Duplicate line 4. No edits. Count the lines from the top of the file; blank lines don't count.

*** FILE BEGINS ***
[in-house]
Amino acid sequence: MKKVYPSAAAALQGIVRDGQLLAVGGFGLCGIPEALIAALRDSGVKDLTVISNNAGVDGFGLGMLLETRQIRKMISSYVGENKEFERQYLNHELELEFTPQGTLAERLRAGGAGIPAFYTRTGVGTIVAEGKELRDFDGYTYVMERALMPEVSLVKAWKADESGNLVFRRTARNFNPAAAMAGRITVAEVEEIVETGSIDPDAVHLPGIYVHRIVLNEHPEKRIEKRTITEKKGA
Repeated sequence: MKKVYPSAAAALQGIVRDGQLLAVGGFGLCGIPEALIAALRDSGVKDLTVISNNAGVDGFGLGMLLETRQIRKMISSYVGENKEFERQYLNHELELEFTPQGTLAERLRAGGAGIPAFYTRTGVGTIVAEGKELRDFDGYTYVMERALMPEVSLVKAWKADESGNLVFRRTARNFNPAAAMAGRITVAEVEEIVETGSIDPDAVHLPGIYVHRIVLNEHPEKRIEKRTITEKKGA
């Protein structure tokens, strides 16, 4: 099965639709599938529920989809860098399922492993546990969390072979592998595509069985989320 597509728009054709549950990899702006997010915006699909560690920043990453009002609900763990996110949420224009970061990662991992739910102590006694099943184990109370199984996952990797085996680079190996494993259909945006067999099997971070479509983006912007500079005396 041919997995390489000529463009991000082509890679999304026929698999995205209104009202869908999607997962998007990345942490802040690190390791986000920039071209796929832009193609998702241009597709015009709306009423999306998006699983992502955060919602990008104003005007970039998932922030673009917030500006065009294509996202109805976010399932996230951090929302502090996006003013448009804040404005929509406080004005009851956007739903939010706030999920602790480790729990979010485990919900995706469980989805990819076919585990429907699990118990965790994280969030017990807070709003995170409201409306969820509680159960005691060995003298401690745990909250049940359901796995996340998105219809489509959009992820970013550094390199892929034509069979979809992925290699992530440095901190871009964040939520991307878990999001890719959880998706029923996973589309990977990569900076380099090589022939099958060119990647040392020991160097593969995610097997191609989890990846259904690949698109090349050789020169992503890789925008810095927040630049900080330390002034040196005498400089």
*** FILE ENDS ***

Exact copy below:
């Protein structure tokens, strides 16, 4: 099965639709599938529920989809860098399922492993546990969390072979592998595509069985989320 597509728009054709549950990899702006997010915006699909560690920043990453009002609900763990996110949420224009970061990662991992739910102590006694099943184990109370199984996952990797085996680079190996494993259909945006067999099997971070479509983006912007500079005396 041919997995390489000529463009991000082509890679999304026929698999995205209104009202869908999607997962998007990345942490802040690190390791986000920039071209796929832009193609998702241009597709015009709306009423999306998006699983992502955060919602990008104003005007970039998932922030673009917030500006065009294509996202109805976010399932996230951090929302502090996006003013448009804040404005929509406080004005009851956007739903939010706030999920602790480790729990979010485990919900995706469980989805990819076919585990429907699990118990965790994280969030017990807070709003995170409201409306969820509680159960005691060995003298401690745990909250049940359901796995996340998105219809489509959009992820970013550094390199892929034509069979979809992925290699992530440095901190871009964040939520991307878990999001890719959880998706029923996973589309990977990569900076380099090589022939099958060119990647040392020991160097593969995610097997191609989890990846259904690949698109090349050789020169992503890789925008810095927040630049900080330390002034040196005498400089």